Although consumer sentiment has shifted to crossovers of late, midsize sedans still account for a sizable chunk of automotive sales. And for more than two decades, Honda’s Accord has accounted for a sizable chunk of the midsize market.
Accord was introduced in this country for 1976, and along with the Civic that had debuted three years earlier, helped establish Honda as a household name. And just five years after that, Accord made its mark as the first Japanese-branded car to be built entirely in the U.S.
As has been the case with many models, the Accord has gradually grown over the years. What started as a compact grew to a midsize over time, yet the 2018 model — due to go on sale later this month — actually shrinks just a bit, trimming a half-inch from overall length while gaining more than two inches in wheelbase, nearly all going to rear-seat legroom. At its current overall length of 192.1 inches, the 2018 Accord exactly matches the also-redesigned 2018 Toyota Camry, and both are just a hair longer than the Nissan Altima.
Although traditional Accord styling themes remain at the front, the rear adopts C-shaped taillights similar to those worn by the Accord’s smaller sibling, the compact Civic. The profile also changes, sporting a taller nose, longer hood, less front overhang, and a sloping rear roofline with a coupe-like pillar treatment. And speaking of coupes, the Accord no longer offers one; the only bodystyle is a 4-door sedan.
Also new are the two main engines offered – significant, not only because it’s rare that a new design and new engines debut in the same year, but also that neither is anything like those they replace. However, a Hybrid returns with a largely carryover powertrain.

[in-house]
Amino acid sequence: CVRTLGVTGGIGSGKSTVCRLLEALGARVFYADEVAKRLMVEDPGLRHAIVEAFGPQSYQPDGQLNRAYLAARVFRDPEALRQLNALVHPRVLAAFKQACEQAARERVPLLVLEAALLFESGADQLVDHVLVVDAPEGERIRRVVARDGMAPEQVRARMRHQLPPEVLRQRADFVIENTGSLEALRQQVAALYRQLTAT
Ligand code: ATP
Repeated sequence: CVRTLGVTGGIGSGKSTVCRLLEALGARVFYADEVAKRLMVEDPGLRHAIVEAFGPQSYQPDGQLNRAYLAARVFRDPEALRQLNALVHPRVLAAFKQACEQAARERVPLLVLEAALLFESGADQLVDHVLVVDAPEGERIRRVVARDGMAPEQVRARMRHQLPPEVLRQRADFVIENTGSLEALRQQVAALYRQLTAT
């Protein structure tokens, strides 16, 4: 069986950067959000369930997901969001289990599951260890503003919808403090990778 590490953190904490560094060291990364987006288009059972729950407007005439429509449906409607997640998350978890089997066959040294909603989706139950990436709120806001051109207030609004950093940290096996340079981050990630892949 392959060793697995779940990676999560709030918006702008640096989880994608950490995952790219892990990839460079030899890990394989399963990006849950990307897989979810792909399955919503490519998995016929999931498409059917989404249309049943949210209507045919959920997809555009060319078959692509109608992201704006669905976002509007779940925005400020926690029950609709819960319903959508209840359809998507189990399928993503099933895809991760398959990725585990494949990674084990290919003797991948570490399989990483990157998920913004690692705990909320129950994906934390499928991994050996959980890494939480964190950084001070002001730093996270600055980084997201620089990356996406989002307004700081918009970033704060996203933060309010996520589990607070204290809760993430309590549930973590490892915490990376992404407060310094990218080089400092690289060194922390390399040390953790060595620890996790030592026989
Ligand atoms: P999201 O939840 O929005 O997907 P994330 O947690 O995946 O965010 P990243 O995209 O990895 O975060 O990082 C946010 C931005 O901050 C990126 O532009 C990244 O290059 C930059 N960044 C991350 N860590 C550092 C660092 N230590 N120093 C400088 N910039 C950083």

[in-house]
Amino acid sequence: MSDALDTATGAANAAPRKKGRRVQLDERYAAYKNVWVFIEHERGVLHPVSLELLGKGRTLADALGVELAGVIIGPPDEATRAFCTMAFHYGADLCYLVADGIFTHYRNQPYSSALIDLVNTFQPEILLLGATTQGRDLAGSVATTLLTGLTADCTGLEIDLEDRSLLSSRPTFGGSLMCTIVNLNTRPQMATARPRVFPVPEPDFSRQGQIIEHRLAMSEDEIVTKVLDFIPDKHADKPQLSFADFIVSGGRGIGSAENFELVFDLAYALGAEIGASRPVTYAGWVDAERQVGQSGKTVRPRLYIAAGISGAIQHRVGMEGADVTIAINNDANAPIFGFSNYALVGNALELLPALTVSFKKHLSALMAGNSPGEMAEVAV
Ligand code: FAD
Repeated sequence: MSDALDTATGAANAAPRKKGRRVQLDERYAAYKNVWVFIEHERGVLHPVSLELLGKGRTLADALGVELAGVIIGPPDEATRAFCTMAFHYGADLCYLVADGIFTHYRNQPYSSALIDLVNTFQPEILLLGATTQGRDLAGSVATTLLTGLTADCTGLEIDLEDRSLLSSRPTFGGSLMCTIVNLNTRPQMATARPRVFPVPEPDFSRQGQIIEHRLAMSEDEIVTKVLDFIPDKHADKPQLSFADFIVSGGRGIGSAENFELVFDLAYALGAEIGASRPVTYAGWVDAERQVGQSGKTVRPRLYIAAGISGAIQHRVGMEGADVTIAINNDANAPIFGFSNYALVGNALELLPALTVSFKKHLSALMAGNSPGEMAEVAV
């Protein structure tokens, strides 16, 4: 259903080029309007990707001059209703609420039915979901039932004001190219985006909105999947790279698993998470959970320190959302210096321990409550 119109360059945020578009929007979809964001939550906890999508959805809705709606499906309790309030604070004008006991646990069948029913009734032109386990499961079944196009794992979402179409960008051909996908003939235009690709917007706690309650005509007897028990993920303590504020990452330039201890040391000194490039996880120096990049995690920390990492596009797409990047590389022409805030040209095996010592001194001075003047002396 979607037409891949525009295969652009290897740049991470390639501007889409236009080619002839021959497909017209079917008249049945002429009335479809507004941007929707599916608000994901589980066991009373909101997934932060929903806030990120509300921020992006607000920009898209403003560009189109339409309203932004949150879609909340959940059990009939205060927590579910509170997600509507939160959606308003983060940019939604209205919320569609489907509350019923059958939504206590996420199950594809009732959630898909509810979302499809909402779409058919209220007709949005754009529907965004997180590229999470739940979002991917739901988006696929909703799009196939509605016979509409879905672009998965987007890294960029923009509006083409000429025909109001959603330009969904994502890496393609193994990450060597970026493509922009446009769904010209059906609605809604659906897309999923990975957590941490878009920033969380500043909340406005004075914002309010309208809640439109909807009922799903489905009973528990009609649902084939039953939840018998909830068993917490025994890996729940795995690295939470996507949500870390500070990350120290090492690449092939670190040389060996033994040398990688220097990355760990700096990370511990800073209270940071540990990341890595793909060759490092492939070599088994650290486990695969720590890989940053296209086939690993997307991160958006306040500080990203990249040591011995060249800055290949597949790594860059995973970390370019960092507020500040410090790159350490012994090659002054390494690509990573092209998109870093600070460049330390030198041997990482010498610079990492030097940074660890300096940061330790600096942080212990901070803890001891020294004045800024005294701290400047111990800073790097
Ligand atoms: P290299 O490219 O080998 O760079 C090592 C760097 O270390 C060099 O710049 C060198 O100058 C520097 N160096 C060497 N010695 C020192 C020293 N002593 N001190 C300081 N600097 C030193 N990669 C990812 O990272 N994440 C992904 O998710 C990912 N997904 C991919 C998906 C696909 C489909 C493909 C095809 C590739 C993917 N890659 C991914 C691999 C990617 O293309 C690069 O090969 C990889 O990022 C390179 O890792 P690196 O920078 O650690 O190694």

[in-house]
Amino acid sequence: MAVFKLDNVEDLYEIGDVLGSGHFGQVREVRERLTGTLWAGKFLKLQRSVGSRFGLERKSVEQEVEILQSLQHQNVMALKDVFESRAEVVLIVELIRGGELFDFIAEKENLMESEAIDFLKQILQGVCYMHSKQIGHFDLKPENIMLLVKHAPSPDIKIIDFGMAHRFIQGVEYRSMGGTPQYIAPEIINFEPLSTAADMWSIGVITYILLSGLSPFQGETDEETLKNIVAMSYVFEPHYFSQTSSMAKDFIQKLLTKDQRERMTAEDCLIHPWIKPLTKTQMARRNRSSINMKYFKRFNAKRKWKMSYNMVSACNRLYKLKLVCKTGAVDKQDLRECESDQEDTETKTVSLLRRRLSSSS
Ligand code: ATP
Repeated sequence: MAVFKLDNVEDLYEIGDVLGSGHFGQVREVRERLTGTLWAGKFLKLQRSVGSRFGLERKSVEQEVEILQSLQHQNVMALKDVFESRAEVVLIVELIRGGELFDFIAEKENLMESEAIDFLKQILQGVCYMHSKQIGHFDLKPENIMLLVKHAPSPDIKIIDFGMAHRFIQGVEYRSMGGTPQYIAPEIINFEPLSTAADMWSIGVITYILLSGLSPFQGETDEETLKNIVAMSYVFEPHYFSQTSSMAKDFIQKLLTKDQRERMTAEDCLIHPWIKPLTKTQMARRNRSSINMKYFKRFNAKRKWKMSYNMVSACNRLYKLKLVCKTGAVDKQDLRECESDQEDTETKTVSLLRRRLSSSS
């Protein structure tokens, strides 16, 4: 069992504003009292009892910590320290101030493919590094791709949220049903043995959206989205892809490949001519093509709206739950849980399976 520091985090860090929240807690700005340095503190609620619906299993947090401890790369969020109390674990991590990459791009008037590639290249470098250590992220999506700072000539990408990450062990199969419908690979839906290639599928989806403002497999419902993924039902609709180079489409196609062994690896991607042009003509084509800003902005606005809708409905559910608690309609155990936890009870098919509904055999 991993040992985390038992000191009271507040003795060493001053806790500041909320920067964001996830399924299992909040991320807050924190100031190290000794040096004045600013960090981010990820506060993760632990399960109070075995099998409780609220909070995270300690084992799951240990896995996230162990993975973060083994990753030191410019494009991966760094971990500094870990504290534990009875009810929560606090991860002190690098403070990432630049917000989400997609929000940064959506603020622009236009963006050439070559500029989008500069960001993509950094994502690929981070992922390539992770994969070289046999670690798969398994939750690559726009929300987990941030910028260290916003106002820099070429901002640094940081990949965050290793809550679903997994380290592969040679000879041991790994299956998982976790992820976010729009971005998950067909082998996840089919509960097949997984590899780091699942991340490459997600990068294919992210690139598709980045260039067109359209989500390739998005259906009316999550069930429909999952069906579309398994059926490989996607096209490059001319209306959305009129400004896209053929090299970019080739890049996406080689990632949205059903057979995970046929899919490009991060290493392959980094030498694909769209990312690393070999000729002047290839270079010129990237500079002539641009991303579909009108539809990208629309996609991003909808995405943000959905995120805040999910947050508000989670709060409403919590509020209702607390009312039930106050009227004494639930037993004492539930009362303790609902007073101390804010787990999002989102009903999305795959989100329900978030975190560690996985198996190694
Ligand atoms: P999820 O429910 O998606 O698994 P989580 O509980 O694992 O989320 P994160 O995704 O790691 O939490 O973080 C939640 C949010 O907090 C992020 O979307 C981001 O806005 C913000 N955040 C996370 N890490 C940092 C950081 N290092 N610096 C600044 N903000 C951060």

Previously, Accord came standard with a 2.4-liter 4-cylinder engine rated at 185 horsepower (which the vast majority of buyers chose), with a 3.5-liter, 278-horsepower V6 optional. But for 2018, both of the gas engines offered are now turbocharged fours: a 1.5 liter producing 192 horsepower, and a 2.0 making 252. Meanwhile, the Hybrid returns with a non-turbo 2.0-liter four combined with two electric motors to produce a total of 212 horsepower.
Bucking industry trends, both gas engines are available with a manual transmission – very rare in the midsize class. Of course, the vast majority of buyers will choose an automatic, which with the 1.5 liter is a CVT, while the 2.0 gets a new 10-speed automatic. All models are front-wheel drive. EPA fuel-economy figures for the 1.5-liter models are 26 city/35 highway/30 combined with manual transmission, 30/38/33 for the far-more-popular CVT automatic. Figures for the 2.0-liter models and Hybrids have not yet been released.
Although most trim-level designations carry over, a couple have changed. The 1.5-liter models are now offered in LX, Sport, EX, EX-L EX-L Navi, and Touring trim, while the 2.0s are available in Sport, EX-L, EX-L Navi, and Touring versions. Added to the Hybrid lineup is a lower-cost base model along with an EX that joins existing EX-L, EX-L Navi, and Touring choices.
As might be expected, the 2018 Accord boasts several newly available features. These include a 12-way power driver seat with lumbar adjustment, ventilated front seats (with carry-over heating), rear cross traffic alert, head-up display, 4G LTE Wi-Fi, wireless cell-phone charging, and phone pairing through Near Field Communication, which allows you to pair properly equipped mobile devices just by tapping them against a dashboard sensor. Also, the HondaLink telematics system now allows remote engine start. Dropped is LaneWatch, which automatically activated a right-side camera when the right turn signal was used.
But perhaps most notable is what’s standard. All Accords now come with the Honda Sensing suite of safety features, which last year was a $1000 option on lower-line models. And that suite is pretty sweet, as it includes forward collision warning and mitigation, lane-departure warning and mitigation, lane-keep assist, adaptive cruise control, and — new for 2018 — road-sign recognition. Also newly standard are an electronic parking brake with automatic brake hold (the latter useful when waiting in long lines) and variable-ratio steering. Furthermore, the base LX now comes standard with the CVT automatic transmission that was an $800 option last year, yet the price of entry has only gone up by $1115 to $24,445 (including the $875 destination charge), which makes it kind of a bargain.